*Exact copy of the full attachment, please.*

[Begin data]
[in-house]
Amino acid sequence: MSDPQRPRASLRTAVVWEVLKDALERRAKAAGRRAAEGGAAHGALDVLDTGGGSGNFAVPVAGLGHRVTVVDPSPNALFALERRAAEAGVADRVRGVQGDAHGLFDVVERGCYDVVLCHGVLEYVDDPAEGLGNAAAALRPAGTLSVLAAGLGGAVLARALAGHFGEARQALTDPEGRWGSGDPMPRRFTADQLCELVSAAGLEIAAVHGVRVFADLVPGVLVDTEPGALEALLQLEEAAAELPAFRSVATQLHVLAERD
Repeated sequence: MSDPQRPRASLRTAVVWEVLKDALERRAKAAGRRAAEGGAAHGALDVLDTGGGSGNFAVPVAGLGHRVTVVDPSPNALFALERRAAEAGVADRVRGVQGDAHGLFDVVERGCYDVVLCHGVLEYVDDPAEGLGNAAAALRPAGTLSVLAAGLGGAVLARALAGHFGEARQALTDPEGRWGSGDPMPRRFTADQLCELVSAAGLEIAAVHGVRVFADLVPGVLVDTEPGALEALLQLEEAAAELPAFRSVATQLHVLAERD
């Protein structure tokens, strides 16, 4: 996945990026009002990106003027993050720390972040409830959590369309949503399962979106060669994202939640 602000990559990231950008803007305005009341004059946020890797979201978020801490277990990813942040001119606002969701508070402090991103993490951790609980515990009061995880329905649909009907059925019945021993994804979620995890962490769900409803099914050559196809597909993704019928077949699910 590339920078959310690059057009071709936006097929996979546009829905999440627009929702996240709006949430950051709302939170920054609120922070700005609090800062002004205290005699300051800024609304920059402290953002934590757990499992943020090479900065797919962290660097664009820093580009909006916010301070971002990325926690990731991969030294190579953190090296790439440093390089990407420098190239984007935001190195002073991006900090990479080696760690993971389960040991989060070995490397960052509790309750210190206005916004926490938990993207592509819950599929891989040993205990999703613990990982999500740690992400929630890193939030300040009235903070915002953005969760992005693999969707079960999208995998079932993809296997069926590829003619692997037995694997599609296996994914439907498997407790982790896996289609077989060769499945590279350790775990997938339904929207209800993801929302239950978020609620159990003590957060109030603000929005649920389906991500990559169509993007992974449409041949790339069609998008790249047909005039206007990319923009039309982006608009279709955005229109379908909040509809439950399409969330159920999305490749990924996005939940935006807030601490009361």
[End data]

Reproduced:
[in-house]
Amino acid sequence: MSDPQRPRASLRTAVVWEVLKDALERRAKAAGRRAAEGGAAHGALDVLDTGGGSGNFAVPVAGLGHRVTVVDPSPNALFALERRAAEAGVADRVRGVQGDAHGLFDVVERGCYDVVLCHGVLEYVDDPAEGLGNAAAALRPAGTLSVLAAGLGGAVLARALAGHFGEARQALTDPEGRWGSGDPMPRRFTADQLCELVSAAGLEIAAVHGVRVFADLVPGVLVDTEPGALEALLQLEEAAAELPAFRSVATQLHVLAERD
Repeated sequence: MSDPQRPRASLRTAVVWEVLKDALERRAKAAGRRAAEGGAAHGALDVLDTGGGSGNFAVPVAGLGHRVTVVDPSPNALFALERRAAEAGVADRVRGVQGDAHGLFDVVERGCYDVVLCHGVLEYVDDPAEGLGNAAAALRPAGTLSVLAAGLGGAVLARALAGHFGEARQALTDPEGRWGSGDPMPRRFTADQLCELVSAAGLEIAAVHGVRVFADLVPGVLVDTEPGALEALLQLEEAAAELPAFRSVATQLHVLAERD
């Protein structure tokens, strides 16, 4: 996945990026009002990106003027993050720390972040409830959590369309949503399962979106060669994202939640 602000990559990231950008803007305005009341004059946020890797979201978020801490277990990813942040001119606002969701508070402090991103993490951790609980515990009061995880329905649909009907059925019945021993994804979620995890962490769900409803099914050559196809597909993704019928077949699910 590339920078959310690059057009071709936006097929996979546009829905999440627009929702996240709006949430950051709302939170920054609120922070700005609090800062002004205290005699300051800024609304920059402290953002934590757990499992943020090479900065797919962290660097664009820093580009909006916010301070971002990325926690990731991969030294190579953190090296790439440093390089990407420098190239984007935001190195002073991006900090990479080696760690993971389960040991989060070995490397960052509790309750210190206005916004926490938990993207592509819950599929891989040993205990999703613990990982999500740690992400929630890193939030300040009235903070915002953005969760992005693999969707079960999208995998079932993809296997069926590829003619692997037995694997599609296996994914439907498997407790982790896996289609077989060769499945590279350790775990997938339904929207209800993801929302239950978020609620159990003590957060109030603000929005649920389906991500990559169509993007992974449409041949790339069609998008790249047909005039206007990319923009039309982006608009279709955005229109379908909040509809439950399409969330159920999305490749990924996005939940935006807030601490009361």